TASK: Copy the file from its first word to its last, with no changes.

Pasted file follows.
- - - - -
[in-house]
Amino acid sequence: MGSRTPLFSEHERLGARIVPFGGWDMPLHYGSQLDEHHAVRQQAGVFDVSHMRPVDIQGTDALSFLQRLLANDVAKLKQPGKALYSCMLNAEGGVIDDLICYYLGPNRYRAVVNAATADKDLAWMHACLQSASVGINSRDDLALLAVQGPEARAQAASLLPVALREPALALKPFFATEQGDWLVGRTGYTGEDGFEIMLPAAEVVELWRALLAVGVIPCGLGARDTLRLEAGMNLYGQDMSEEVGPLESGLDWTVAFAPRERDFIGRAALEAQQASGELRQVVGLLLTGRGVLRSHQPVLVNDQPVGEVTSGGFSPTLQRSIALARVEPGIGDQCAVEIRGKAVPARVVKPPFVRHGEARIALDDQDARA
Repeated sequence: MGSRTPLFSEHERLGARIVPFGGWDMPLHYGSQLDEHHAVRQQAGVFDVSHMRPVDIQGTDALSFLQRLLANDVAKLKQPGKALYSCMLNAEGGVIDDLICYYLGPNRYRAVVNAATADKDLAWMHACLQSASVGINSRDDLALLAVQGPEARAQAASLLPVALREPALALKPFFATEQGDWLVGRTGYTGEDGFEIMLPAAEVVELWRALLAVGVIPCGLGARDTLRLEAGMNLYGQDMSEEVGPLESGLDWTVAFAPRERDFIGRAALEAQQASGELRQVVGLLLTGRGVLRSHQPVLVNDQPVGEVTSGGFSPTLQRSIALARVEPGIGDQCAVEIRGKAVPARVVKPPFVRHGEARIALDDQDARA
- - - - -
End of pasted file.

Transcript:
[in-house]
Amino acid sequence: MGSRTPLFSEHERLGARIVPFGGWDMPLHYGSQLDEHHAVRQQAGVFDVSHMRPVDIQGTDALSFLQRLLANDVAKLKQPGKALYSCMLNAEGGVIDDLICYYLGPNRYRAVVNAATADKDLAWMHACLQSASVGINSRDDLALLAVQGPEARAQAASLLPVALREPALALKPFFATEQGDWLVGRTGYTGEDGFEIMLPAAEVVELWRALLAVGVIPCGLGARDTLRLEAGMNLYGQDMSEEVGPLESGLDWTVAFAPRERDFIGRAALEAQQASGELRQVVGLLLTGRGVLRSHQPVLVNDQPVGEVTSGGFSPTLQRSIALARVEPGIGDQCAVEIRGKAVPARVVKPPFVRHGEARIALDDQDARA
Repeated sequence: MGSRTPLFSEHERLGARIVPFGGWDMPLHYGSQLDEHHAVRQQAGVFDVSHMRPVDIQGTDALSFLQRLLANDVAKLKQPGKALYSCMLNAEGGVIDDLICYYLGPNRYRAVVNAATADKDLAWMHACLQSASVGINSRDDLALLAVQGPEARAQAASLLPVALREPALALKPFFATEQGDWLVGRTGYTGEDGFEIMLPAAEVVELWRALLAVGVIPCGLGARDTLRLEAGMNLYGQDMSEEVGPLESGLDWTVAFAPRERDFIGRAALEAQQASGELRQVVGLLLTGRGVLRSHQPVLVNDQPVGEVTSGGFSPTLQRSIALARVEPGIGDQCAVEIRGKAVPARVVKPPFVRHGEARIALDDQDARA